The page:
Anishinabek Nation Grand Council Chief welcomes Federal Court decision on First Nation policing
HALIFAX, NOVA SCOTIA (July 11, 2023) — Anishinabek Nation Grand Council Chief Reg Niganobe is relieved with the recent Federal Court ruling on a motion filed by First Nation Police Chiefs of Ontario regarding their funding agreements. The Federal Court has ordered funds to flow to the First Nation police services that were without funding since March 31, 2023, and were on the verge of ceasing operations.
“While this is welcomed news, we continue to look forward to a time when First Nation police services are deemed essential by the government. We have always had peacemakers who were members of our society. First Nation policing services are vital to the safety of our communities and they need to be recognized and funded appropriately,” states Grand Council Chief Reg Niganobe.
Canada has a fiduciary duty and a legal obligation to recognize and uphold the rights of First Nations and they also have the duty to act in the best interest of Indigenous communities. The Judge ruled that certain terms and conditions within the First Nations and Inuit Policing Program are discriminatory. This raises concerns about the government’s commitment to reconciliation and its legal obligation of upholding this fiduciary duty.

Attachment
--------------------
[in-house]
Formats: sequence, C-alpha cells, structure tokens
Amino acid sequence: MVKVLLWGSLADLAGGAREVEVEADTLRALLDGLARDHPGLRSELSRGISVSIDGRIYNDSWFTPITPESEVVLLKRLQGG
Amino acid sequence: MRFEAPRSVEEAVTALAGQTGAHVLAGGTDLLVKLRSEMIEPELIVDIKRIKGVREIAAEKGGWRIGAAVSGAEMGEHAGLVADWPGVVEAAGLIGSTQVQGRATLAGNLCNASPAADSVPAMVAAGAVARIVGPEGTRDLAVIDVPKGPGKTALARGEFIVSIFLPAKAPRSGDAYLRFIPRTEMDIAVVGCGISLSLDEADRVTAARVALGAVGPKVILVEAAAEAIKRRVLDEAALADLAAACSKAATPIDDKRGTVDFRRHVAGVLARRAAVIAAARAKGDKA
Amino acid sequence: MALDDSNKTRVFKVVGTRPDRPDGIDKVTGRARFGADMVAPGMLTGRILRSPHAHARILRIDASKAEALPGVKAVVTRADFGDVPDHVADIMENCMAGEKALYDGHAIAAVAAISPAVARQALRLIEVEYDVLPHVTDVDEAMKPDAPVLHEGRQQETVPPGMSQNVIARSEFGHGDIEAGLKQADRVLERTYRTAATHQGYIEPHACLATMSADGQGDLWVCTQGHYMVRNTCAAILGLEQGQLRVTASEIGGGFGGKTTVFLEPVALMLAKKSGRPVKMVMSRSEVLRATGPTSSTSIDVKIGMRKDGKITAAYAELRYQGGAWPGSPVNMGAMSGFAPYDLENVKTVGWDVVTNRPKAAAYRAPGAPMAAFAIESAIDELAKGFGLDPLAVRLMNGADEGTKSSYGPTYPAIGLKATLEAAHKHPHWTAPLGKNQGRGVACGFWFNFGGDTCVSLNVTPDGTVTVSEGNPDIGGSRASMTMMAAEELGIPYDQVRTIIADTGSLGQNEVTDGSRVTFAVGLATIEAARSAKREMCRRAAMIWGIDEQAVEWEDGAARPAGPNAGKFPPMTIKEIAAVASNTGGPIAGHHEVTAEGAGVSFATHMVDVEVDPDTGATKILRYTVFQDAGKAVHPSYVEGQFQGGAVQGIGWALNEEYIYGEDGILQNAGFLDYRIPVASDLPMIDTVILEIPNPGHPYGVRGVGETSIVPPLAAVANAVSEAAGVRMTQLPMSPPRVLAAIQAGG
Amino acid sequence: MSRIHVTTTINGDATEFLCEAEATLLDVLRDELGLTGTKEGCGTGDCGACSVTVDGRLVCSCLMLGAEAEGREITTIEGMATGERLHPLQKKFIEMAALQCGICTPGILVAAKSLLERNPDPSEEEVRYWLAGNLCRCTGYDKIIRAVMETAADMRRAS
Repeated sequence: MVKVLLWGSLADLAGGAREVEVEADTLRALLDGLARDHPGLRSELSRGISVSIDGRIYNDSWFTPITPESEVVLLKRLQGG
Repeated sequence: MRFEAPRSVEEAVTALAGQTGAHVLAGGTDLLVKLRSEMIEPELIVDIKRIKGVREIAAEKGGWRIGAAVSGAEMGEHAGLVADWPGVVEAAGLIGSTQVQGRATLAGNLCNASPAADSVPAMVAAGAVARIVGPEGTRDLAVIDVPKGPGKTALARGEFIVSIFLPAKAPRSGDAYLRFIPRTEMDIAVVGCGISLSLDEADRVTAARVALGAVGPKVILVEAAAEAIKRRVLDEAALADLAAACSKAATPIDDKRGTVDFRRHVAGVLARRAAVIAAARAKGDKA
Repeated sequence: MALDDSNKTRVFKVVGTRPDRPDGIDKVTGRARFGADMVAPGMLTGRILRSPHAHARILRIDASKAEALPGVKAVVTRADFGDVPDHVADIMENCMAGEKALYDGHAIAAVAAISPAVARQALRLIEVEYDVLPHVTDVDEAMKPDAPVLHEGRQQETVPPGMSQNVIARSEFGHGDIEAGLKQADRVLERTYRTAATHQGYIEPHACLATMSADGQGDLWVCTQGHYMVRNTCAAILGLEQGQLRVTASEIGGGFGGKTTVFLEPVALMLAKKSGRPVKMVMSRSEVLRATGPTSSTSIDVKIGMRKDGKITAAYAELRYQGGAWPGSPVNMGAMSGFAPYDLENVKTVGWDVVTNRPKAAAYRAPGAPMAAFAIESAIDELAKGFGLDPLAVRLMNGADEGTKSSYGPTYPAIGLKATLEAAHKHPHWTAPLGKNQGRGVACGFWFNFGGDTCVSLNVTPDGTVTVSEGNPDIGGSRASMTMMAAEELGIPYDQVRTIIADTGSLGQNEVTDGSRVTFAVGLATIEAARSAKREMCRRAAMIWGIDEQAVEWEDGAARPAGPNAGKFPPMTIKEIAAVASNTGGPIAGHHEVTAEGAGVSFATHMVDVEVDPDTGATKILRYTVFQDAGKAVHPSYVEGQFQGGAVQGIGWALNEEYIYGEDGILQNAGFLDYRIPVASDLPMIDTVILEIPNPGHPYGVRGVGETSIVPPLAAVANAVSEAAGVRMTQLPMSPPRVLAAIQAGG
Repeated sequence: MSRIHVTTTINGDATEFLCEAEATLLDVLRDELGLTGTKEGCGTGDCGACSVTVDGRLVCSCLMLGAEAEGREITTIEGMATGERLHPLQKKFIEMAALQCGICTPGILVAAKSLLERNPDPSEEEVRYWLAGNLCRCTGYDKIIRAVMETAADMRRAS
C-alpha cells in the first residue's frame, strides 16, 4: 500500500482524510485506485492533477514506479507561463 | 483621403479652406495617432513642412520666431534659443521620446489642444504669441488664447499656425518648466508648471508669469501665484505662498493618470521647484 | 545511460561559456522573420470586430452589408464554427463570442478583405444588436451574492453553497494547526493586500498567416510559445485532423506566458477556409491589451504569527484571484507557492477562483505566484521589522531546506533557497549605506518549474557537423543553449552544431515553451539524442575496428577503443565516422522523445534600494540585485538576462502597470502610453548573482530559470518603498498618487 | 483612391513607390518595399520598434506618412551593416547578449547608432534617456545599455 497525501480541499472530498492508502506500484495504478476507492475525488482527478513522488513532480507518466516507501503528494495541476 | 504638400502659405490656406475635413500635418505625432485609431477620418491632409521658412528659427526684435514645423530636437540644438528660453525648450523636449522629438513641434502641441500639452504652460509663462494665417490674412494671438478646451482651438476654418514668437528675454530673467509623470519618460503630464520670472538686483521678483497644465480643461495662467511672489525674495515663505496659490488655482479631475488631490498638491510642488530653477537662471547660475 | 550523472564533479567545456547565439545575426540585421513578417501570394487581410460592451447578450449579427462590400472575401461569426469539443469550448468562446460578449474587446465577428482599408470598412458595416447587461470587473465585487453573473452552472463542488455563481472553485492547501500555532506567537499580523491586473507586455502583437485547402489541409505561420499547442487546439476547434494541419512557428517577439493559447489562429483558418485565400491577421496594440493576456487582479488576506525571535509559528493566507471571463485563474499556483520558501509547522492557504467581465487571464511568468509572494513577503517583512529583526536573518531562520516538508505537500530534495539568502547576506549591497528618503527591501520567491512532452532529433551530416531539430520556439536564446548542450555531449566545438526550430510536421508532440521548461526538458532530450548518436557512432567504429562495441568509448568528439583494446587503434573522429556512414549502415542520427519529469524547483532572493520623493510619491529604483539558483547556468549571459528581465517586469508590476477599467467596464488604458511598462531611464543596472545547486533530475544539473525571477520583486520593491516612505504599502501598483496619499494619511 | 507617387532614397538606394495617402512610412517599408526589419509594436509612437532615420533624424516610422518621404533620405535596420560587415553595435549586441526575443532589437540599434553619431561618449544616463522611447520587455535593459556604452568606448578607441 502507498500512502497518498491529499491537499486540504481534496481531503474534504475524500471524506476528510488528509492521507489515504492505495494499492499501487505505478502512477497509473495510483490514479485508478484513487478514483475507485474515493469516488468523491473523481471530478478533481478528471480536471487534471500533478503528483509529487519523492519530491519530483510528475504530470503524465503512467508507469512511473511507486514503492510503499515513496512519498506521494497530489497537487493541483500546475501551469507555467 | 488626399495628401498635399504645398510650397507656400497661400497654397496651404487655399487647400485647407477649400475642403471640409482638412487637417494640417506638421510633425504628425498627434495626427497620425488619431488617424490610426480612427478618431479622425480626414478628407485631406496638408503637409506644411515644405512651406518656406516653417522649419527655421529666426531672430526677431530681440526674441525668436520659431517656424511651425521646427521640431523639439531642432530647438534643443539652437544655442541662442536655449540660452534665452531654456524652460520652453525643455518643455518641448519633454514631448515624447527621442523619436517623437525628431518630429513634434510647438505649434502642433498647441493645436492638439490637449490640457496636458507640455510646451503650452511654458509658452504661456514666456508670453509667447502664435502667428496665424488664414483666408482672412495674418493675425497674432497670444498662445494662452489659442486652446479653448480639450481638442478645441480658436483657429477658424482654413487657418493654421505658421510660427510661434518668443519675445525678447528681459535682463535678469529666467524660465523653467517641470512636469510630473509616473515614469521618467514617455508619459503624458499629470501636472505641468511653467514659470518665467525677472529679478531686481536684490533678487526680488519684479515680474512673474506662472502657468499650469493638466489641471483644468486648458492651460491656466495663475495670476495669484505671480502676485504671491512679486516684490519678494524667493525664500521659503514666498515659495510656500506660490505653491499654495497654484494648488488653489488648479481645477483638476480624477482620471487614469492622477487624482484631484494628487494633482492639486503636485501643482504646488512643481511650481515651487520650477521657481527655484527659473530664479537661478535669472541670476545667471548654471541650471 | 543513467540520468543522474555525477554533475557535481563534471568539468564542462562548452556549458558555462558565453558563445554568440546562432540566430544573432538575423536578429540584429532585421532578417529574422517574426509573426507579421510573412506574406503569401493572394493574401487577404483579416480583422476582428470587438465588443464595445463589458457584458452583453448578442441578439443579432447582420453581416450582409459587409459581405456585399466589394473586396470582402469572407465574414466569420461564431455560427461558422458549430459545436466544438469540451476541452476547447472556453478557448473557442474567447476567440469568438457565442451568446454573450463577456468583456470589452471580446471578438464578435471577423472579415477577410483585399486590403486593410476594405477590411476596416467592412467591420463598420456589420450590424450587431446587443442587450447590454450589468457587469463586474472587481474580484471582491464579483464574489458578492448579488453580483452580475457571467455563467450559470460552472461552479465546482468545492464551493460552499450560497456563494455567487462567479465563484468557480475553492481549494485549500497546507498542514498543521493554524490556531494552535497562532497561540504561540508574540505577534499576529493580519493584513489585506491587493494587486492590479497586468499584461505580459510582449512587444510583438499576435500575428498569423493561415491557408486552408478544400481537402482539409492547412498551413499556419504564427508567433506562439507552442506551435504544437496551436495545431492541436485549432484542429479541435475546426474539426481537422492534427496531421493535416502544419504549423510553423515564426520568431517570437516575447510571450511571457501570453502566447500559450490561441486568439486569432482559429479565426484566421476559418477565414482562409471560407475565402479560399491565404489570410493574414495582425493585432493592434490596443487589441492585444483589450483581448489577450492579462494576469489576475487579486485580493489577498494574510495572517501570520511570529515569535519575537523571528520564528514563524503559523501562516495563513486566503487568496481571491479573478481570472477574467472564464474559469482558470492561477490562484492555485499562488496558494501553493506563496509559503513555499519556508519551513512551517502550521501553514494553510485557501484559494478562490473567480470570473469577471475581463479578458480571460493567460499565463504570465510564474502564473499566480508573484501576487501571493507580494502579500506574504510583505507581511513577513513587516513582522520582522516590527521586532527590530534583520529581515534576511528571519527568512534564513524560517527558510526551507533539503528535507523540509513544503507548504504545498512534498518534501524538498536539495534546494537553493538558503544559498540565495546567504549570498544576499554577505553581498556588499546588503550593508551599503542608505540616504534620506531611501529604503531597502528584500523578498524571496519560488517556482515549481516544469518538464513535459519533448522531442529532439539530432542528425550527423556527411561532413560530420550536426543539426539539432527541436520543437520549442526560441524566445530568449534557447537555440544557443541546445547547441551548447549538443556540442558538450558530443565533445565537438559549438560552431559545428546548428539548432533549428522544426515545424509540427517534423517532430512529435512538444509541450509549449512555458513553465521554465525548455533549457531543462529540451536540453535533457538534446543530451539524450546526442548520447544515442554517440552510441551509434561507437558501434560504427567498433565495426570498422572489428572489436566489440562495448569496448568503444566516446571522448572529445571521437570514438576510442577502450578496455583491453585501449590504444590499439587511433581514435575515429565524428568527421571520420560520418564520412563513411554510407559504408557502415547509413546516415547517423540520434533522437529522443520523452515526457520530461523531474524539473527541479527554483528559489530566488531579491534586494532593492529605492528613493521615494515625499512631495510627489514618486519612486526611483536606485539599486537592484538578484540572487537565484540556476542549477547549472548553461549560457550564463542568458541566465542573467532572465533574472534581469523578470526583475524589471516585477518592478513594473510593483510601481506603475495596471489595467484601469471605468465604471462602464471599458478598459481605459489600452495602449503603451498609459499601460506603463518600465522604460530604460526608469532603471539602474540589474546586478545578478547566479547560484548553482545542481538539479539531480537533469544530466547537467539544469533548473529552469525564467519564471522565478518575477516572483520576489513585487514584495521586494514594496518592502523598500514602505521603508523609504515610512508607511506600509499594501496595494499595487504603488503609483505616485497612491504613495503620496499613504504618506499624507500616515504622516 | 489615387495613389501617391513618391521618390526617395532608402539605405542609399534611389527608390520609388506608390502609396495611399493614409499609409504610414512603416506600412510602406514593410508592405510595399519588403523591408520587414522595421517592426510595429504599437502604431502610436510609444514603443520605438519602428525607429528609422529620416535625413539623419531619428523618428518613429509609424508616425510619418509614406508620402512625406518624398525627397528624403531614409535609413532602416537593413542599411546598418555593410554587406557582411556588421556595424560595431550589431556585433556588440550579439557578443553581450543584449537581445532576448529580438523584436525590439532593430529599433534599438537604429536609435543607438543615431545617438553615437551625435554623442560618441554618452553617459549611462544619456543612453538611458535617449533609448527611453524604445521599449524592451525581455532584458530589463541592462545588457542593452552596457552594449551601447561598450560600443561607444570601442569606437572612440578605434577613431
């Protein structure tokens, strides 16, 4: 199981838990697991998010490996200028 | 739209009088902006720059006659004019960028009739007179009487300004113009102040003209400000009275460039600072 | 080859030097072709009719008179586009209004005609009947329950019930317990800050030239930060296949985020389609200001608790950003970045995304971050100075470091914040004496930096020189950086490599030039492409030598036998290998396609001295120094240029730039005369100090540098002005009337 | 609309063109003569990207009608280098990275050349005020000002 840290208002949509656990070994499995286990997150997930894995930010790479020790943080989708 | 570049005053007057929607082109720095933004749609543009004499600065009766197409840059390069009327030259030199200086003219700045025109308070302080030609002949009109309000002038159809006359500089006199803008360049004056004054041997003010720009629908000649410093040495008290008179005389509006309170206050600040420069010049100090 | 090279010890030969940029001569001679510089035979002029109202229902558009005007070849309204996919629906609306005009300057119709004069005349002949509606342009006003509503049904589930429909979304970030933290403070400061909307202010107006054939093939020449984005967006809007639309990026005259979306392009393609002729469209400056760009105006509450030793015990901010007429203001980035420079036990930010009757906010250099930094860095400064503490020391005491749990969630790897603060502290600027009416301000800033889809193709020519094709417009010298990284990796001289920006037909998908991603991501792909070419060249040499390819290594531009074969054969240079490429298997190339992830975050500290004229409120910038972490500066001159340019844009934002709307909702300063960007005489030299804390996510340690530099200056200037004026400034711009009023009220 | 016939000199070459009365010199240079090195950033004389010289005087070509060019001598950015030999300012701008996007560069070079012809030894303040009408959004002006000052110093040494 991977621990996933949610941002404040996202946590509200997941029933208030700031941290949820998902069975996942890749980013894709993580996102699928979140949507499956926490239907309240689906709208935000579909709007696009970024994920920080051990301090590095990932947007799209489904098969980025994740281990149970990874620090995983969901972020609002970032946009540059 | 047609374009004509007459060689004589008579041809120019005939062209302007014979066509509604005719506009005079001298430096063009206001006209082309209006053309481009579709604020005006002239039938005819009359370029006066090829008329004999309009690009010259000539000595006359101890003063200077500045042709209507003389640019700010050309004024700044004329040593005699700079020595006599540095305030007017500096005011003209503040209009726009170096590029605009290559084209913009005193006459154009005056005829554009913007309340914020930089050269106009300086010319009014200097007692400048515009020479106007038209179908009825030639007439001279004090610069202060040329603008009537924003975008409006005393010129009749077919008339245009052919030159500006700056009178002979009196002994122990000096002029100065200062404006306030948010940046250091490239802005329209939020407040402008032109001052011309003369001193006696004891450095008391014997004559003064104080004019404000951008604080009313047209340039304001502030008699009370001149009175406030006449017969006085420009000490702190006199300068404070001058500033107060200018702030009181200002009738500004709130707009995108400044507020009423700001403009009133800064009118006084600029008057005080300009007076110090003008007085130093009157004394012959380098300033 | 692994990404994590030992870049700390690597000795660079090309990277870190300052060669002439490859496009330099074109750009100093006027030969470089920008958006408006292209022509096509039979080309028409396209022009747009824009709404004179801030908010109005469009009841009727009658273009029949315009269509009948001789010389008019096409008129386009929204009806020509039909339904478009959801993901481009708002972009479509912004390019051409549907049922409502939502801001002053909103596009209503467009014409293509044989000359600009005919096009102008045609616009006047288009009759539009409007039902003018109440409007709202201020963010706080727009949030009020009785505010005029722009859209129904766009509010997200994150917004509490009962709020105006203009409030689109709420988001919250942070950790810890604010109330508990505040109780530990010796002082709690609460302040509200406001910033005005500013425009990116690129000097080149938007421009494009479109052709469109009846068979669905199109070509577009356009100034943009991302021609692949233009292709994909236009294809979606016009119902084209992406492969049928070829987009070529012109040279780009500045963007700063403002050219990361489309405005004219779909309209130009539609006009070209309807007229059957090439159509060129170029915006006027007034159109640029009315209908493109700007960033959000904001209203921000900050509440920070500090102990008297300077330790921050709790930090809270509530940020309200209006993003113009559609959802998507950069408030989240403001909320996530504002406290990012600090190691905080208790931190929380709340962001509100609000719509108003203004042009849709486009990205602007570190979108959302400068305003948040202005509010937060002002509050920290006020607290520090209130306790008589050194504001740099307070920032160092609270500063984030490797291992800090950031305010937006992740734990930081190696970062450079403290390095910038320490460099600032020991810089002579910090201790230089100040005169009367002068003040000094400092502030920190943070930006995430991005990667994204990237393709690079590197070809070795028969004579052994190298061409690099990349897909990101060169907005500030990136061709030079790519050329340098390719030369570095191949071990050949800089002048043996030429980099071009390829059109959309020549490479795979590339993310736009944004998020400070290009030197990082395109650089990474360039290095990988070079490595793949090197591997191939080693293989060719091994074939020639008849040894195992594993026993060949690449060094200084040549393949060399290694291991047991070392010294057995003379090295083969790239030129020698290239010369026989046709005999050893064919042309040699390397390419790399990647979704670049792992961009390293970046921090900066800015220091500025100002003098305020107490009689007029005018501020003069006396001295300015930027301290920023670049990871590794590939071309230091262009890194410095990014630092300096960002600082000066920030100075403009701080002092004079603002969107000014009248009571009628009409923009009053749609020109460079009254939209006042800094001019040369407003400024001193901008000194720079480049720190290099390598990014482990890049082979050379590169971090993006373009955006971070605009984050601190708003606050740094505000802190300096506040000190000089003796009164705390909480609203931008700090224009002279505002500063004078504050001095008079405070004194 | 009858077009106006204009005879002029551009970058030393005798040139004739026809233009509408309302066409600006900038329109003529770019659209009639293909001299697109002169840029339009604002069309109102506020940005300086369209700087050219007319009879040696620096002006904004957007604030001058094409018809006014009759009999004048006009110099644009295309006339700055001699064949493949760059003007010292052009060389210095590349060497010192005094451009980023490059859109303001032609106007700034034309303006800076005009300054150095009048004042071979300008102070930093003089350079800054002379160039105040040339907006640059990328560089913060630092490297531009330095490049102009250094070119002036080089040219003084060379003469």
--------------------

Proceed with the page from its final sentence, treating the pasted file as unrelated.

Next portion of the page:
In April 2023, Ontario First Nations Chiefs filed a human rights complaint with the Canadian Human Rights Tribunal to address the government’s chronic underfunding and inequitable policing agreements.
“We are here to support the efforts of First Nation police services and their ability to safely and adequately carry out their operations. We stand with Anishinabek Nation communities in their plight for equitable funding and insist that Canada must meet these fundamental basic rights to safeguard our citizens,” adds Lake Huron Regional Deputy Grand Council Chief Travis Boissoneau.
The most recent proposed policing agreements drafted by Public Safety Canada prohibited First Nation Policing Services from establishing specialized units such as domestic assault and other major crime units. Further, they were unable to challenge or amend these agreements. This does not align with the recently introduced legislation, United Nations Declaration on the Rights of Indigenous Peoples Act.
“We will continue to work with the federal government to ensure that agreements encompass principles of the UNDRIP Act so that these discriminatory practices come to an end and more equitable practices are set in place,” further states Grand Council Chief Reg Niganobe.